Caring for Cast Iron

Caring for Cast Iron

Icast iron almost exclusively cook on cast iron when I’m cooking in a pan. Not 100%, but pretty close. I have more cast iron than I have stainless anyway, and it’s in more common rotation. Most of my cast iron was my grandmothers, possibly her mothers, and I got is from my mother. We have a pan or two from my husbands mother as well, and I have a slew of it from second hand stores and even some new pieces that were gifted to me.

How do I care for all that? It’s so easy. Even the used pieces. When properly cared for, seasoned cast iron is non-stick and super easy to keep up. Used or new, there’s only a few hard rules:

  • clean it with a stiff brush or a plastic/nylon scrubber under cool water. Don’t ever use steel wool or a metal brush. You’ll scrub off the seasoning and have to start all over. A well seasoned pan is seasoned for life. Don’t ever use soap. I like to throw some kosher salt in there too, and sometimes I just rub the salt around with a towel (cloth or paper, although paper has the added bonus of being able to be thrown out – normally I’m all cloth towels in the kitchen, but some things just need to be disposable sometimes). After cleaning, apply a thin layer of oil to the pan (I use olive oil), again, a paper towel is awesome for this.
  • Before cooking, apply a thin layer of oil to the pan, preheat the pan on low heat. Increase the temp slowly, this is what helps make your pan non-stick. The iron expands and all those little microscopic cracks and fissures seal themselves up. Ooh, kitchen science lesson!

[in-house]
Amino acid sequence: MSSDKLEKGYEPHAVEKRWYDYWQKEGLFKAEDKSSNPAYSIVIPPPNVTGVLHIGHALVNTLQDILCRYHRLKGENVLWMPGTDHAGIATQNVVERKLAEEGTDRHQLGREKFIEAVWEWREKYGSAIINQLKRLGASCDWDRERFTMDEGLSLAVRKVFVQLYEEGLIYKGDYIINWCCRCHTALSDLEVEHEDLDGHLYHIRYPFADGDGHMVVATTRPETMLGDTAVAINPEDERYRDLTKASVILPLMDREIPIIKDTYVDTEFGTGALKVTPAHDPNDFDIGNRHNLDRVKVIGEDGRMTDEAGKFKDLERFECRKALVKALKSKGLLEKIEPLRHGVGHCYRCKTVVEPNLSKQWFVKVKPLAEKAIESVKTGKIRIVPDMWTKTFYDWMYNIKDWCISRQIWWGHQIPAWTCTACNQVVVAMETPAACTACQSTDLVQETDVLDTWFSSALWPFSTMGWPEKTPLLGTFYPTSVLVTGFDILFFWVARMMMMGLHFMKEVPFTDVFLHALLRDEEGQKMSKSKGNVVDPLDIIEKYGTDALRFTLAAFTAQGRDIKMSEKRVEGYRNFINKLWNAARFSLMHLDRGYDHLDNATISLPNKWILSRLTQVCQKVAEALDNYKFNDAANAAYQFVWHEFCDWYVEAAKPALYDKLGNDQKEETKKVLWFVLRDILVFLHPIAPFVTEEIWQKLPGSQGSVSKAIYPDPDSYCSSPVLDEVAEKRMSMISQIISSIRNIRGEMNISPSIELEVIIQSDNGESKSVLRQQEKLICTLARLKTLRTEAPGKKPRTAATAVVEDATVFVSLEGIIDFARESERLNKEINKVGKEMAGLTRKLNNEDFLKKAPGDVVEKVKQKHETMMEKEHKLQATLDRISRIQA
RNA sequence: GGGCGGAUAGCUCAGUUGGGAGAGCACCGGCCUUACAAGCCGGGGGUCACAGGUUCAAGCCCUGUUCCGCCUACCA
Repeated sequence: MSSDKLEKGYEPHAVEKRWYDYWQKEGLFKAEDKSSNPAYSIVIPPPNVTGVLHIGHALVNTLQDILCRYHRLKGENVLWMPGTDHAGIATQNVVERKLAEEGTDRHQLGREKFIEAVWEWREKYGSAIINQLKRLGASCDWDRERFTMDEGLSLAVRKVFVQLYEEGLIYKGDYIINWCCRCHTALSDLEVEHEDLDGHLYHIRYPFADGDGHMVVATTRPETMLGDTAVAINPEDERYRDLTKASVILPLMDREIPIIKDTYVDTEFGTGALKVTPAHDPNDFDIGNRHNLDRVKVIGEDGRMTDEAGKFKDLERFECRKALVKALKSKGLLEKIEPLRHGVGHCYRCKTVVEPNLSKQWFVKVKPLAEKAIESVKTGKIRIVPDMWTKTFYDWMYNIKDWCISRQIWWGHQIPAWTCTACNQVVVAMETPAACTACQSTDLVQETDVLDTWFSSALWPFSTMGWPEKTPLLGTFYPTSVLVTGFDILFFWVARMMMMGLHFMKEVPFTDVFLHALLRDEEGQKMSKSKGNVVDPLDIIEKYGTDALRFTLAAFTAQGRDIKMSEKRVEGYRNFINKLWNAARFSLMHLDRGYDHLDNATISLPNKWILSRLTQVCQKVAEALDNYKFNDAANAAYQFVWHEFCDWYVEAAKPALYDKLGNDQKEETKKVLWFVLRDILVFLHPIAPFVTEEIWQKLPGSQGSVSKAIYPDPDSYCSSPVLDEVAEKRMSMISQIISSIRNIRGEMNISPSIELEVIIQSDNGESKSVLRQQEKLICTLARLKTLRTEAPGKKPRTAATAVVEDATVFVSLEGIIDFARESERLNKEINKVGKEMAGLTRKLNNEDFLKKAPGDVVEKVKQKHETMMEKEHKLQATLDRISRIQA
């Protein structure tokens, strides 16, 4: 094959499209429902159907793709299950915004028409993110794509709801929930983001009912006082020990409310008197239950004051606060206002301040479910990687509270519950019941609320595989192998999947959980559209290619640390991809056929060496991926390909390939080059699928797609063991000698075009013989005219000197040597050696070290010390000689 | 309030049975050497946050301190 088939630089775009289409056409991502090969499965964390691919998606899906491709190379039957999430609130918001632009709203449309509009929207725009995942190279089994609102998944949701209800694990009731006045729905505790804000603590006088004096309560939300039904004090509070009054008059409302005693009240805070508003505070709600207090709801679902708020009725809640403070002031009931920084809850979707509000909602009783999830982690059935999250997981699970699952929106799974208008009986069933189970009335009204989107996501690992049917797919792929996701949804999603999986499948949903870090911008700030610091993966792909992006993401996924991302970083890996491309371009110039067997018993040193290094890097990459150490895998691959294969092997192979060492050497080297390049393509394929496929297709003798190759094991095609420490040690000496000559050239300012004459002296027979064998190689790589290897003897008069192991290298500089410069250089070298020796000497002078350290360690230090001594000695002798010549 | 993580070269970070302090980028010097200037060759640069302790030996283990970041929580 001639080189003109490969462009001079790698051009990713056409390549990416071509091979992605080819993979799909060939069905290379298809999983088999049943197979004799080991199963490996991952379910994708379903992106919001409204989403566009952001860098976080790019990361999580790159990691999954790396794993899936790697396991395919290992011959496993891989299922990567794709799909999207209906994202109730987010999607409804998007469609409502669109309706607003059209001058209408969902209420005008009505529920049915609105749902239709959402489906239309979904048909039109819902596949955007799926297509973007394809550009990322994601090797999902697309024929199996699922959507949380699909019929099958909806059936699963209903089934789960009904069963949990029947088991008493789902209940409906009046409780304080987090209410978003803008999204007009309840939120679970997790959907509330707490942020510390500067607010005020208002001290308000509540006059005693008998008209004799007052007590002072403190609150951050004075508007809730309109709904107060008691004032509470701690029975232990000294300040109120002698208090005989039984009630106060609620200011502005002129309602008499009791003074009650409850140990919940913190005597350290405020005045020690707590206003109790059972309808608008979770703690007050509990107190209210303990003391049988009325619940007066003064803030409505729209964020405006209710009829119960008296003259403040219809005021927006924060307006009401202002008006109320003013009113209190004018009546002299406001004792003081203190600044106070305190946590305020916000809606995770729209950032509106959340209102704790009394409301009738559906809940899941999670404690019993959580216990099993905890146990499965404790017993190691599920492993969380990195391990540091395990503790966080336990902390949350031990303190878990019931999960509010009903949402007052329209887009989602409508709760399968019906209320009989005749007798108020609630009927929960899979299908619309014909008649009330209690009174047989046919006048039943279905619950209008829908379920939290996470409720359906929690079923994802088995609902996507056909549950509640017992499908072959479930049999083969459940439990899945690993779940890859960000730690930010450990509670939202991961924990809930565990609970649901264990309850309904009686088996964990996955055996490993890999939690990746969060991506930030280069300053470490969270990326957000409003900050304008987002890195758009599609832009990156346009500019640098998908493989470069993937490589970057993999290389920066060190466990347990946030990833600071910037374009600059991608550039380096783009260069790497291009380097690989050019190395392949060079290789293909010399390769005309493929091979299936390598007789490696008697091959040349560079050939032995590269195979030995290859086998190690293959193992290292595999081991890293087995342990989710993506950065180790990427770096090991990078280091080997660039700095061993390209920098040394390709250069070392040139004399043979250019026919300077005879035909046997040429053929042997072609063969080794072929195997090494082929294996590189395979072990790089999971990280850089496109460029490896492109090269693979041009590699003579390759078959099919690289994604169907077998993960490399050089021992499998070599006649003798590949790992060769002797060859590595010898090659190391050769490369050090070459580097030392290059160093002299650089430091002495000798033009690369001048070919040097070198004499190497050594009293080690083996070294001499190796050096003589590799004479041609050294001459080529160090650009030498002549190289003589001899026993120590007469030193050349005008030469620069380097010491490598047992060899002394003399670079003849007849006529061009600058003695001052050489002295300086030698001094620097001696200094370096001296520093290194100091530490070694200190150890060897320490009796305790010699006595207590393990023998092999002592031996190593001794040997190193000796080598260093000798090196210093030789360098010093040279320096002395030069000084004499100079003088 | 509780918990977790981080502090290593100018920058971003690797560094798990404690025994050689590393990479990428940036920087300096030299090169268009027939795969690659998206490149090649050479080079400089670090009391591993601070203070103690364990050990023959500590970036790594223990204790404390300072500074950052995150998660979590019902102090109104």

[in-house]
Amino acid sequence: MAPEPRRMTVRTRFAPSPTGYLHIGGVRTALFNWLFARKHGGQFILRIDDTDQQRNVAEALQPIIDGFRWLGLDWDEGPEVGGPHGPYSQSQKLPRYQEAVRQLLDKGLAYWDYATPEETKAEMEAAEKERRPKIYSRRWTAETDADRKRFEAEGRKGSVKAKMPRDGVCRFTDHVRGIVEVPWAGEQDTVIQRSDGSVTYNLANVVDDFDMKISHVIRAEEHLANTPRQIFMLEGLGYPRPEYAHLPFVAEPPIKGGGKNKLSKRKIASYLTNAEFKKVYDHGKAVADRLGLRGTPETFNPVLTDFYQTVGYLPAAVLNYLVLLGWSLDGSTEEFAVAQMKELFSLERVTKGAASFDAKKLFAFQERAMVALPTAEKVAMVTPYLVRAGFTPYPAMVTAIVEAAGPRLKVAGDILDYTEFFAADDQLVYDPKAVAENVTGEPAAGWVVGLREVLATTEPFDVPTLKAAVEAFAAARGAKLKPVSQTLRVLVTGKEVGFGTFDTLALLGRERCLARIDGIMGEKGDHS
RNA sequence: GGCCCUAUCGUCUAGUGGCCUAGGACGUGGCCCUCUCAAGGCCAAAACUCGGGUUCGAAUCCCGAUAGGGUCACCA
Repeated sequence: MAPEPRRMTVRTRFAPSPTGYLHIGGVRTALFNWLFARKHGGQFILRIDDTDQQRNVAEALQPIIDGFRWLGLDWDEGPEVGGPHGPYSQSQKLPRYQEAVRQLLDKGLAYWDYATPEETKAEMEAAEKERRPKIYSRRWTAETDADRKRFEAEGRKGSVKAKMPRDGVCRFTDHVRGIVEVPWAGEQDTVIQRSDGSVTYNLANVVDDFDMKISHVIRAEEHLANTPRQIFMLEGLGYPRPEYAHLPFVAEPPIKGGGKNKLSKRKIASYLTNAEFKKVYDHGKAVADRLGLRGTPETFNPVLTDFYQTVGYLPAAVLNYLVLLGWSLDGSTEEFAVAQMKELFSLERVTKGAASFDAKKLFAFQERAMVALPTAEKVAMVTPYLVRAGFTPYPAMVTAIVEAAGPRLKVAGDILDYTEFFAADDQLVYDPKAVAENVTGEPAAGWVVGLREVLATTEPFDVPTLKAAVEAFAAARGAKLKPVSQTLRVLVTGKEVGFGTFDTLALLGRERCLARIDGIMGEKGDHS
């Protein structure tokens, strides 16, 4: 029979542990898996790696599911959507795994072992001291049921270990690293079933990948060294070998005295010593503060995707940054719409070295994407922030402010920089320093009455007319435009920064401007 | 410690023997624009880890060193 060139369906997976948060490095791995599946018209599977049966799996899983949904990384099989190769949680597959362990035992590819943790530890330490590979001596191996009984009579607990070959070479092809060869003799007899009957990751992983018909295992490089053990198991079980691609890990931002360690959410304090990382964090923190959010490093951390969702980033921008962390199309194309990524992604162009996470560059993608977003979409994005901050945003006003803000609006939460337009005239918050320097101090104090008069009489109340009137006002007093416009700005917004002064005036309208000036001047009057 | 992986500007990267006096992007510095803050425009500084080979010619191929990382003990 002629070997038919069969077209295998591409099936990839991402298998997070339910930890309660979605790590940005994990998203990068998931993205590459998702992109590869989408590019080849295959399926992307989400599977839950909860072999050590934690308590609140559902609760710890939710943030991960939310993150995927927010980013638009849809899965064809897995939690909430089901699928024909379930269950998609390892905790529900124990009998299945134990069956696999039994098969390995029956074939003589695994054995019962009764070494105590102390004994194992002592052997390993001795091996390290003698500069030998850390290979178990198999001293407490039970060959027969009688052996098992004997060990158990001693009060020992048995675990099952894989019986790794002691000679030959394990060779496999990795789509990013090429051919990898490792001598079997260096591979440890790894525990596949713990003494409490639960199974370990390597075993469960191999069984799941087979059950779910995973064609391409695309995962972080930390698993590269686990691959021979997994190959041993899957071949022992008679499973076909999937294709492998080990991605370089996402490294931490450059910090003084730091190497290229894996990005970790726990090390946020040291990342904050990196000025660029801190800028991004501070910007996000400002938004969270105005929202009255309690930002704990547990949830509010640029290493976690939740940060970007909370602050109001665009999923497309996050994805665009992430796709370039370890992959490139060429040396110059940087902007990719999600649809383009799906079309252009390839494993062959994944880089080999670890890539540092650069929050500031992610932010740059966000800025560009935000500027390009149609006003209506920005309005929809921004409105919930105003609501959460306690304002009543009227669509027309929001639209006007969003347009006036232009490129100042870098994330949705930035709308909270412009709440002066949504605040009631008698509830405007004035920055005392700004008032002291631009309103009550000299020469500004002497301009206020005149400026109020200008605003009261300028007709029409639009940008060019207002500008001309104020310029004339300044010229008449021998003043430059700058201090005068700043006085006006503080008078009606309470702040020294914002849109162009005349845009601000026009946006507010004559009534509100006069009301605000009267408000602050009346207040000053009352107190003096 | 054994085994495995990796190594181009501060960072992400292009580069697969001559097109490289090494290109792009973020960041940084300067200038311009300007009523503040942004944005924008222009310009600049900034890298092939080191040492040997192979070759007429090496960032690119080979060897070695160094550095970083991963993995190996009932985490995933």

• Never, ever marinate in cast iron, or cook tomato sauce, or anything with high acidity really. It damages the seasoning. We’ve worked too hard for that awesome seasoning.
  • If you find your food sticking, rust appearing, or your food tastes too iron-y (it’s a word!), re-season your pan. I’ll add directions to do this a little farther down.

That’s really all it takes to care for cast iron. Salt, paper towels, a little oil, and patience. We make everything from eggs to steaks to chicken to veggies in them.

Need to re-season? No problem! Follow these easy steps:

  • Wash your cast iron. Some sites I’ve seen have recommended soap and water at this point. Go for it. Normally I’m all, soap is banned from my cast iron! But we’re re-seasoning, so it’s ok. Give it a good scrub inside and out and dry thoroughly.
  • All dry? Coat the inside and outside with olive oil. I just use a paper towel to do this. Not like a dripping wet making a mess on the floor coat, but a thin coating like paint on a wall.
  • Now put a pan, or some foil on the bottom of your over, and then put your pan in upside down. Turn it on to 375F for about an hour, and then turn the oven off, but don’t remove the pan. Leave it in there to cool.
  • Lather, Rinse, Repeat the previous step 2 – 4 more times, until your pan is shiny again (or shiny for the first time if you’re breaking in a new pan!)
  • That’s it!

Crazy easy.

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